The fact is, agency leaders have a legal and moral responsibility to provide officers hired under these conditions of employment the necessary tools, training and supervision to do the job according to their own expectations. Anything less is a broken promise. They need to be held to the same level of responsibility and control as the officers. This is not happening and demoralizing staff.

This reflexive and perpetual reliance on this promise to keep the public safe, to protect staff from unnecessary harms and to provide a safe and secure work environment is a reasonable and mandatory condition of their promise to deliver the agency’s mission statement. It should be honored and kept intact so the officers are given the tools and support they need to do their jobs.

Taking all factors into consideration, the corrections officer may suffer harm or find severe life-threatening inadequacies in their duty to deliver their end of the promise to do the job according to hiring conditions implied or written when hired. There should be nothing more binding that the mutual promise between employer and employee to keep that promise.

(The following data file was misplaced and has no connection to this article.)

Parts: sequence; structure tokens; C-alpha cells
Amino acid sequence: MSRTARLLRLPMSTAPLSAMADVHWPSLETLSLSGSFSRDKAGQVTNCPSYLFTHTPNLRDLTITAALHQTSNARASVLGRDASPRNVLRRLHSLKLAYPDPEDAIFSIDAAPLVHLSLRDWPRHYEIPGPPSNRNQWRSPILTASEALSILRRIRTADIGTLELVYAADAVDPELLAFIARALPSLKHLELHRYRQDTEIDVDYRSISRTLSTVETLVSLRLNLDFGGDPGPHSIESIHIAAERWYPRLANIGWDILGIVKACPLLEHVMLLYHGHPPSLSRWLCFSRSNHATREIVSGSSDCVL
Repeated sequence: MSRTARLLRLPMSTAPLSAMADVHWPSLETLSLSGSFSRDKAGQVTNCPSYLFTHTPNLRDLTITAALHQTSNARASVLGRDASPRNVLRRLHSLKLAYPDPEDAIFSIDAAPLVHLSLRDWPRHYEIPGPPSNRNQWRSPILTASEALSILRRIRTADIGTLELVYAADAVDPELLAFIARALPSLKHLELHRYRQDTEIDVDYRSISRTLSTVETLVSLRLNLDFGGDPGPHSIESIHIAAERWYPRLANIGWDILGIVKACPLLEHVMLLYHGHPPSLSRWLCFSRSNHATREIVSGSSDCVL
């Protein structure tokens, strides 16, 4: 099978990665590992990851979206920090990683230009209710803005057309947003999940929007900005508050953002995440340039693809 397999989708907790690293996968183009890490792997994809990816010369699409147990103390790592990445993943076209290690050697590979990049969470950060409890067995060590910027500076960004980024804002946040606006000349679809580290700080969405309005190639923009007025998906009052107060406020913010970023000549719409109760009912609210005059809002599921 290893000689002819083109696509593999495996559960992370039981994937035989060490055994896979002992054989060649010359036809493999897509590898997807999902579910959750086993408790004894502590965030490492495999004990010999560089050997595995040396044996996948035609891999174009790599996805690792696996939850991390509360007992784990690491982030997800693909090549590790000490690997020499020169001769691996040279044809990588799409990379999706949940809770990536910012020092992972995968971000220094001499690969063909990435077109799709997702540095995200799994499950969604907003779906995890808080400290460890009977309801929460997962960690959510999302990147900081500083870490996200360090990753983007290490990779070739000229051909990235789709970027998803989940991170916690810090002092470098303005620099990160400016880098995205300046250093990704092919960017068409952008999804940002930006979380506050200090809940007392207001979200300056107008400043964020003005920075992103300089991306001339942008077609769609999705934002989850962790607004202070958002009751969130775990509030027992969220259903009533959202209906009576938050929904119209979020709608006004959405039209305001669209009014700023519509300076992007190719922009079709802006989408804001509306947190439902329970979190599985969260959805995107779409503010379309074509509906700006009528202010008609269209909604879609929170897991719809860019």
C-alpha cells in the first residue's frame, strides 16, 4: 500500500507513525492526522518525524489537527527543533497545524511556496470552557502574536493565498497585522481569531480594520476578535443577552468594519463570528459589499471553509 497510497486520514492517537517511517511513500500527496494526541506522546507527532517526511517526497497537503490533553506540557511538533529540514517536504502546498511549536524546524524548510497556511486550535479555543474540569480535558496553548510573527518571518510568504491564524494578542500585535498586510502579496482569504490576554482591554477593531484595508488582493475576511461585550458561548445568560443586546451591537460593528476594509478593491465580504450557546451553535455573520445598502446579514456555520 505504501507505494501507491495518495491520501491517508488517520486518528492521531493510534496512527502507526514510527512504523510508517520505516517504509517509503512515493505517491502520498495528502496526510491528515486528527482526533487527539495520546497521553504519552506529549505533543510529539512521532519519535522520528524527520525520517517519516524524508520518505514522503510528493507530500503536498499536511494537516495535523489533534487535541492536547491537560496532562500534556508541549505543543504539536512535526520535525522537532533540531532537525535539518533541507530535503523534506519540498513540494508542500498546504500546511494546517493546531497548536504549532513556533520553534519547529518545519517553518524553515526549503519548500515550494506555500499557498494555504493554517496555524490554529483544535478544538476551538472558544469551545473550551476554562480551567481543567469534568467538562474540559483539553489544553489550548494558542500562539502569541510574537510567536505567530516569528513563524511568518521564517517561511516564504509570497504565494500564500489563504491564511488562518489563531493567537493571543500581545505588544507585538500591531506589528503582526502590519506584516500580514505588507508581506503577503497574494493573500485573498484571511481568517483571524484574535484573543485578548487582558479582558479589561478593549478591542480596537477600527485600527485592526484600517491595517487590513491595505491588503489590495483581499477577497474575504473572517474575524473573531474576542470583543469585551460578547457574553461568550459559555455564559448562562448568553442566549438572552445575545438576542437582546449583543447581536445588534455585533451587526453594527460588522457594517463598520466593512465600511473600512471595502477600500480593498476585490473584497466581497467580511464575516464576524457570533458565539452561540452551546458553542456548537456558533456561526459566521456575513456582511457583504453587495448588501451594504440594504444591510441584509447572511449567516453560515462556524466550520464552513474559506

There is nothing more important than the officers’ reliance on the agency’s spirit of cooperation, understanding, provision and implementation to assure the promise they made to the public, to the communities and to their employees are kept.

It is reasonable for officers to take whole responsibility for doing their assigned jobs with the known the stipulation their employers take the same level of responsibility to provide them with the administrative support, operational and logistic commitment and the clear and concise communication to ensure the job as described gets done.

Corrections.com author, Carl ToersBijns, (retired), has worked in corrections for over 25 yrs He held positions of a Correctional Officer I, II, III [Captain] Chief of Security Mental Health Treatment Center – Program Director – Associate Warden - Deputy Warden of Administration & Operations. Carl’s prison philosophy is all about the safety of the public, staff and inmates, "I believe my strongest quality is that I create strategies that are practical, functional and cost effective."

Other articles by ToersBijns: